Take a Walk on the Warm Side

Exterior thermoscan done by Sagewell, Inc.

By Heather Aveson

One click of the curser and there it is – my home in all its fluorescent orange and blue glory. My house is one of the thousands in Lexington and Arlington that has been thermal scanned by Sagewell, Inc. as part of a Mass. Department of Energy Resources (DOER) program to encourage homeowners to take advantage of energy saving programs offered through mass save™.

Seeing where the leaks are is the first step in making your home, and mine, more energy efficient and comfortable during both the winter and summer. And it’s the first step in saving money through rebates, zero interest loans and “free stuff.”

Overall, I’m pretty happy with what I see. I bought this post-war cape three and half years ago. It’s reassuring to see all that blue on the walls, roof and door. But the windows are another matter. The bright yellow means there’s moderate heat loss in those areas. And I’d have to agree. It’s always drafty around the windows, even though they’re all double paned replacement windows. Hmm.

Next step, call Next Step Living for a free energy assessment. Next Step Living is a mass save™ participating Home Performance contractor. They will come in a do a no cost energy audit of your home. During the 2 – 3 hour audit areas of air leakage are identified, the furnace or boiler, water heater and gas range are safety tested, and recommendations are made for improvement. Two other really important things about the energy assessment – you get lots of free stuff to get you started saving money and, this is very important, it qualifies you for any of the rebates and incentives offered by mass save™. I’m going to repeat that because it’s really important. You must have an energy assessment done to qualify for the rebates or incentive programs offered by mass save™.

Energy Advisor Brian Fehlau is already at work when I show up for our appointment. He is taking outside dimensions of the house and making notes about the structure. We come inside and go over the assessment. Brian says it really covers three areas; a health and safety check, free stuff and opportunities to improve energy efficiency.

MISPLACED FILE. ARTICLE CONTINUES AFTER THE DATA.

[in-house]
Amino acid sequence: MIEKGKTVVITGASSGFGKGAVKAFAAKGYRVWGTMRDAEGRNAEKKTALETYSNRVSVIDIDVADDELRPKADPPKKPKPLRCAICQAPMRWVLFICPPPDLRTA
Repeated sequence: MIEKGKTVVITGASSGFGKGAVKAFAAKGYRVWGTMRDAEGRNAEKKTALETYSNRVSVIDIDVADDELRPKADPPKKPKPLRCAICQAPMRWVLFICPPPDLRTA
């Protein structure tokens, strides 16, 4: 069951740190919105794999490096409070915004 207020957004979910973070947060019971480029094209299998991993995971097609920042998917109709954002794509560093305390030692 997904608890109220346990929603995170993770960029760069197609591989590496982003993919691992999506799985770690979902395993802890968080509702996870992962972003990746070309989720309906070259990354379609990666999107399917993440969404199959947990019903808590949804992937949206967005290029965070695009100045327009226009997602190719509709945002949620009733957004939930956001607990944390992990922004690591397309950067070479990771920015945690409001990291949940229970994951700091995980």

We go over my wish list. No there aren’t any programs that cover storm windows or leaky sliders. But, as we walk around Brian points out gaps between the molding and the windows that are letting cold air in. That’s an easy fix. Fill them with caulking and much of the draft should disappear.

There is rebate program that may help with boosting air conditioning to the second floor and save me money. Brian asks if I’ve ever thought about a heat pump. Not in New England I say. Having lived in the south I remember heat pumps as only moderately effective in extreme temperatures. Brian assures me that the technology has really improved and the pump works with the existing heating system during those really cold spells. Before the assessment is even over, Next Step Living has helped me set up an appointment with a climate control advisor to find out more about the possibility.

We walk around the house with an infrared thermal camera checking for wall insulation and heat loss. The walls look good. The crawl spaces along the roof line look good. Poking his head into the attic space Brian sees some loose and roll out fiberglass insulation. But there’s room for improvement. Air sealing the unheated attic space will cut down on heat loss, especially around the chimney. Open space around the chimney allows warm air to escape all the way from the basement up into attic. By air sealing around the chimney all that warm air will stay in the living space. And, it’s free. And by air sealing the attic it means the program will also provide sweeps on the bottom of all my exterior doors. For free.

Score two for savings.

In the basement Brian checks the efficiency of the boiler. 85%, not bad, but I make a note to call my oil provider for a cleaning and tune up. Brian checks the

Brian measure flue gasses on the boiler. Safety checks are one of the most important parts of an energy assessment.

draw of the flue and the carbon monoxide level around the burner. Flue gasses are 26, pretty good, anything over 100 fails. And the carbon monoxide is 00, just what he wants to see. Brian tells me these tests are probably the most important part of the assessment, and when he finds a problem, “because it’s a safety issue nothing else can get done until these issues are addressed.”

He also turns down the thermostat on my hot water heater. It’s been set at 144º and should really be around 120º.Savings.

From here we go into the attached garage, it’s under the chilly family room. Although previous owners sealed off the garage doors and added just a window and door, it’s still a cold space. Copper piping running through the space sends hot water into a secondary baseboard on the second floor. With no insulation the water in those pipes is cooling down pretty quickly, and because I rarely use those baseboards they could even freeze.

This is another easy, inexpensive fix. Enough foam pipe insulation tubing to insulate all the pipes costs me six dollars at Home Depot. And it takes about 15 minutes.

Score More savings.

Brian discovers that the ceiling of the garage, under the family room has no insulation. Taking care of that should make curling up on the couch much cozier. mass save™ will cover 75% of the cost of insulating the space.

BIG savings.